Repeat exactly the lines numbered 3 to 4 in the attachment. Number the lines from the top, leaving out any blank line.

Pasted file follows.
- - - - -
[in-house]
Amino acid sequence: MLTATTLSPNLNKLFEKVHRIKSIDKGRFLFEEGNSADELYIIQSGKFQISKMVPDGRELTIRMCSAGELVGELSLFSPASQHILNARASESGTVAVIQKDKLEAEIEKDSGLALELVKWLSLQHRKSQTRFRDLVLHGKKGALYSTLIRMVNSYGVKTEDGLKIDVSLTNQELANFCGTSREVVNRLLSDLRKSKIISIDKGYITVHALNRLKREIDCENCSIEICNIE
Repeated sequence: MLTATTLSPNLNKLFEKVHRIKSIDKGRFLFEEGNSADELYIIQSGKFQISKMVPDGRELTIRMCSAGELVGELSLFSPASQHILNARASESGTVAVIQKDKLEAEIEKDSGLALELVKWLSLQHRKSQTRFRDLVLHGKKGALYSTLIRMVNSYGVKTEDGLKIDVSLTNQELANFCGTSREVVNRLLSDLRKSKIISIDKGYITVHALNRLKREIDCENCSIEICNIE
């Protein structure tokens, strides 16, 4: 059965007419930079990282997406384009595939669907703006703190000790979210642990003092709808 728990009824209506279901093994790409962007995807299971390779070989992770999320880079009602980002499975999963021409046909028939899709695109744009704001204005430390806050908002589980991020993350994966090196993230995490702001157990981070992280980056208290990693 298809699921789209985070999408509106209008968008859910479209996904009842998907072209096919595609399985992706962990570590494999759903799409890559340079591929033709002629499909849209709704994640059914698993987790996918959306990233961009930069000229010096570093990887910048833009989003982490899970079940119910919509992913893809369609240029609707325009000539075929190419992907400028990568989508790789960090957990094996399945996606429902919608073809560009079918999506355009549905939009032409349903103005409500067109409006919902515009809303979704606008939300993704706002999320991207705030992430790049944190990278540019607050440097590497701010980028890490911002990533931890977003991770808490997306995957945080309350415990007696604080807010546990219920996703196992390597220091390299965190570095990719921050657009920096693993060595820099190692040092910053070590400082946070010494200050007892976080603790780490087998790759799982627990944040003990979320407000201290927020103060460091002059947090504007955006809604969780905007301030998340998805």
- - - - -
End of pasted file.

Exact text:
Repeated sequence: MLTATTLSPNLNKLFEKVHRIKSIDKGRFLFEEGNSADELYIIQSGKFQISKMVPDGRELTIRMCSAGELVGELSLFSPASQHILNARASESGTVAVIQKDKLEAEIEKDSGLALELVKWLSLQHRKSQTRFRDLVLHGKKGALYSTLIRMVNSYGVKTEDGLKIDVSLTNQELANFCGTSREVVNRLLSDLRKSKIISIDKGYITVHALNRLKREIDCENCSIEICNIE
């Protein structure tokens, strides 16, 4: 059965007419930079990282997406384009595939669907703006703190000790979210642990003092709808 728990009824209506279901093994790409962007995807299971390779070989992770999320880079009602980002499975999963021409046909028939899709695109744009704001204005430390806050908002589980991020993350994966090196993230995490702001157990981070992280980056208290990693 298809699921789209985070999408509106209008968008859910479209996904009842998907072209096919595609399985992706962990570590494999759903799409890559340079591929033709002629499909849209709704994640059914698993987790996918959306990233961009930069000229010096570093990887910048833009989003982490899970079940119910919509992913893809369609240029609707325009000539075929190419992907400028990568989508790789960090957990094996399945996606429902919608073809560009079918999506355009549905939009032409349903103005409500067109409006919902515009809303979704606008939300993704706002999320991207705030992430790049944190990278540019607050440097590497701010980028890490911002990533931890977003991770808490997306995957945080309350415990007696604080807010546990219920996703196992390597220091390299965190570095990719921050657009920096693993060595820099190692040092910053070590400082946070010494200050007892976080603790780490087998790759799982627990944040003990979320407000201290927020103060460091002059947090504007955006809604969780905007301030998340998805």